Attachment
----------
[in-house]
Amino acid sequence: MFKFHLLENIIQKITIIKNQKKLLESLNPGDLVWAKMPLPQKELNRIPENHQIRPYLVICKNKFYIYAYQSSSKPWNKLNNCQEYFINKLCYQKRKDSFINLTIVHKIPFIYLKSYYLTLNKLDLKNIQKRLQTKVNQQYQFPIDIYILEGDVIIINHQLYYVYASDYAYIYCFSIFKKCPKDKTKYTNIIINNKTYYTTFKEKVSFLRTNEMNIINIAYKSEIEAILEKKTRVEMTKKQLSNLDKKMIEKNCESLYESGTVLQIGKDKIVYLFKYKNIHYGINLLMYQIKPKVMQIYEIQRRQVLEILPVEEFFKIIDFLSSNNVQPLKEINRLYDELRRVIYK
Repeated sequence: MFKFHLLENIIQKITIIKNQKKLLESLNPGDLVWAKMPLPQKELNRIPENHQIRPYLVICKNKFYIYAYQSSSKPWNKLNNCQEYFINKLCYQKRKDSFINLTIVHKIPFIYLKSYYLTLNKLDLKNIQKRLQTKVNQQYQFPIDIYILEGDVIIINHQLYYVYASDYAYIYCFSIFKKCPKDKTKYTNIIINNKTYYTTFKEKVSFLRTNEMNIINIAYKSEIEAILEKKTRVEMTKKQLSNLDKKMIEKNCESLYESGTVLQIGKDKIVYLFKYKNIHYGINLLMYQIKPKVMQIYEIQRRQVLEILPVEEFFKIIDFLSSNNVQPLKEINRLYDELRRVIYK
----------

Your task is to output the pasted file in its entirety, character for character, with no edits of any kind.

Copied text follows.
[in-house]
Amino acid sequence: MFKFHLLENIIQKITIIKNQKKLLESLNPGDLVWAKMPLPQKELNRIPENHQIRPYLVICKNKFYIYAYQSSSKPWNKLNNCQEYFINKLCYQKRKDSFINLTIVHKIPFIYLKSYYLTLNKLDLKNIQKRLQTKVNQQYQFPIDIYILEGDVIIINHQLYYVYASDYAYIYCFSIFKKCPKDKTKYTNIIINNKTYYTTFKEKVSFLRTNEMNIINIAYKSEIEAILEKKTRVEMTKKQLSNLDKKMIEKNCESLYESGTVLQIGKDKIVYLFKYKNIHYGINLLMYQIKPKVMQIYEIQRRQVLEILPVEEFFKIIDFLSSNNVQPLKEINRLYDELRRVIYK
Repeated sequence: MFKFHLLENIIQKITIIKNQKKLLESLNPGDLVWAKMPLPQKELNRIPENHQIRPYLVICKNKFYIYAYQSSSKPWNKLNNCQEYFINKLCYQKRKDSFINLTIVHKIPFIYLKSYYLTLNKLDLKNIQKRLQTKVNQQYQFPIDIYILEGDVIIINHQLYYVYASDYAYIYCFSIFKKCPKDKTKYTNIIINNKTYYTTFKEKVSFLRTNEMNIINIAYKSEIEAILEKKTRVEMTKKQLSNLDKKMIEKNCESLYESGTVLQIGKDKIVYLFKYKNIHYGINLLMYQIKPKVMQIYEIQRRQVLEILPVEEFFKIIDFLSSNNVQPLKEINRLYDELRRVIYK